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Archival Intelligence: searching archive catalogues and finding aids. Who are the ‘Archivally Intelligent’?. Expert users of archives can do research successfully within the systems and procedures of the archives.” (National Archives UK blog, 2012)

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who are the archivally intelligent
Who are the ‘Archivally Intelligent’?
  • Expert users of archives can do research successfully within the systems and procedures of the archives.” (National Archives UK blog, 2012)
    • They understand archival concepts, such as provenance 2, and ‘speak the language’ of archives, using words such as series 3
    • They can use catalogues, indexes and other finding aids 4 or search tools, both online and in paper form, to search for records. They can make the mental connections between their research topics, the finding aids and the records themselves
    • They understand the referencing system and cite references properly
    • They prepare thoroughly and carefully for research trips
    • If the research path is difficult or complicated, they can persevere and keep going
    • Following the reading room rules is second nature to them
    • When they visit different archives, or use different archives’ websites, they can pick up and adjust to variations in how things are done
  • Above all, archivally intelligent users can form a research strategy and carry it through
archival concepts
Archival Concepts
  • Respect des fonds
    • 19th century French concept – fonds were the surviving archives of a department (fonds) and are kept and retained as one entity. Records of different departments were not mixed together (e.g. records from different creators with the name of one place aren’t put together, or linked by subject – think Dewey).
  • Provenance
    • The original creator of a record
    • Chain of custody and use
    • Records are kept and described so that this context is maintained and identified
  • Original Order
    • The order in which records are created and used. Internal and external links between records are retained and maintained. May be modified by custodians as the records are used, but no other order is imposed on them by the archives.
archival description
Archival Description

“Speak the language…”

  • Fonds(UK, US, Canada, Europe)
  • Records Group (US, early Australian practice)
  • Series (Australia
    • Item, file, piece or folder
    • Accession and consignment
    • Function and activity

See the American Society of Archivists glossary (http://www2.archivists.org/glossary) and the ICA glossary for more terms (http://www.ica.org/14282/multilingual-archival-terminology/multilingual-archival-terminology.html ).

archival description1
Archival Description
  • Is hierarchical
  • But also relational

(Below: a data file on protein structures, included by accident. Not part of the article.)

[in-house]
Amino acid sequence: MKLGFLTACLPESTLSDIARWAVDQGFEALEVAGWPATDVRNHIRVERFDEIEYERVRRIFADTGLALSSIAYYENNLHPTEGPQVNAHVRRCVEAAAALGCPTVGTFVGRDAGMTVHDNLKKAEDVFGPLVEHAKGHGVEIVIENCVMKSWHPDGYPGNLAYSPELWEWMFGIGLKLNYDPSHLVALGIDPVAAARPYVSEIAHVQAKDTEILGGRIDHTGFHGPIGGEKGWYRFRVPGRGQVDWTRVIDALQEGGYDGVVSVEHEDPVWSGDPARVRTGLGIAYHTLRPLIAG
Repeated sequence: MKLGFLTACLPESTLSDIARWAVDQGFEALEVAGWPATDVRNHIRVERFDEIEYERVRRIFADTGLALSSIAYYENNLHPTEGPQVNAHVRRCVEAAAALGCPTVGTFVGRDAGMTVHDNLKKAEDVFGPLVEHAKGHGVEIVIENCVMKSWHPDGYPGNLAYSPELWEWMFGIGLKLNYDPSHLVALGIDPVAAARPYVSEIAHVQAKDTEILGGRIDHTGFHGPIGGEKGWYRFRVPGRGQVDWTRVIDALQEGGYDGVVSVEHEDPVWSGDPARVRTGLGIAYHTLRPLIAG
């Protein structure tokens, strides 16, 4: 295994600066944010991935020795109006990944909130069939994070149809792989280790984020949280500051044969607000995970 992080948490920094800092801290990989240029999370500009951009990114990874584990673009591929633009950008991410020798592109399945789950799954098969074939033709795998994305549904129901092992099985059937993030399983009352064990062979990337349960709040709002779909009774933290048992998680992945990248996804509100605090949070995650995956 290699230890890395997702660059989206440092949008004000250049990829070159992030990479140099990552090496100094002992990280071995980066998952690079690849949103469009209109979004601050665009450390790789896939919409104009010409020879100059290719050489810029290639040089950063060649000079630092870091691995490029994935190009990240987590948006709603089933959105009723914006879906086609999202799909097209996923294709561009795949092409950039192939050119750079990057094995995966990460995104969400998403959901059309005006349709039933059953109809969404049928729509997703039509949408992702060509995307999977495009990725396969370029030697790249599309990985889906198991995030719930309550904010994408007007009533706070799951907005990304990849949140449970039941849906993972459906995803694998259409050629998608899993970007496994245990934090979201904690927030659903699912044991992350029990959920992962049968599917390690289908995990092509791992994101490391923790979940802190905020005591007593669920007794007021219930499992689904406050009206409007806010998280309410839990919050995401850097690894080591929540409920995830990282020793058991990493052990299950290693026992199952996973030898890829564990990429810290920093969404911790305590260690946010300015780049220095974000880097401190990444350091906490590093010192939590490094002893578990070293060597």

• Basic description defined by International Standards
    • ISAD (G)
    • ISAAR/CPF
australian series registration system entities
Australian Series Registration system entities

Context Entities

Context Entities

Agency Entities

Organisation

Agency/ Person

Function Entities

Function

Activity

Agency Entities

Organisation

Agency/ Person [WAA]

ISAAR (CPF)

Function Entities

Function

Activity

(ISDF)

Record Entities

Record Series [WAS]

Item

Document [SRO Piece]

( ISAD/G)

using catalogues and finding aids
Using catalogues and Finding Aids

The ‘acid’ test

NAA

National Archives UK

the state archives collection
The State archives collection
  • Archives: materials deemed to have long term cultural or historical value
  • Archives created by WA Colonial, State and Local Governments since 1829
  • Mandatory transfer to SRO custody in accordance with the State Records Act 2000. Prior to that, transfer was optional.
the state archives collection1
The State archives collection
  • State Archives collection began 1945
  • Currently 15km in State Records Office custody
  • Currently 50km in Agency custody
using catalogues and finding aids1
Using catalogues and Finding Aids

AEON

New SROWA catalogue (in development)

using catalogues and finding aids2
Using catalogues and Finding Aids

More terminology – what is a Finding Aid?

Descriptions of records that provide both users and archives staff with information about the records, providing physical and intellectual control over the records.

AJCP handbook?

Bugtool

AN listings Chief Protector of Aborigines listing

Information sheets

Etc

Ancestry database?

The registers, indexes and control records produced by the creator of the records.

CSO registers

Divorce registers

Dead names Index Probate index

referencing material
Referencing material
  • Referencing will depend on what you are doing –
      • University assignment
      • Public report
      • Journal article
      • Book
  • But each system has some fundamental rules
    • Author/creator/responsible authority statement (ISAAR/CPF)
    • Title
    • Type of material
    • Date range
    • Where located (series, folder, item)
    • Publisher, library or archive location information - WAS, cons, item (or vice versa), SROWA.
reading room rules
Reading Room Rules
  • Clean dry hands
  • Handle things carefully
  • Use supports
  • Pencils
  • No sticky markers
  • Let the staff know if you find a damaged item (not immediately apparent when they hand it over)
  • No food or drink
  • No bags
now you are archivally intelligent
Now you are archivally intelligent
  • But sometimes, you want some reassurance or extra help
    • http://www.sro.wa.gov.au/archive-collection
    • 08 9427 3600
    • sro@sro.wa.gov.au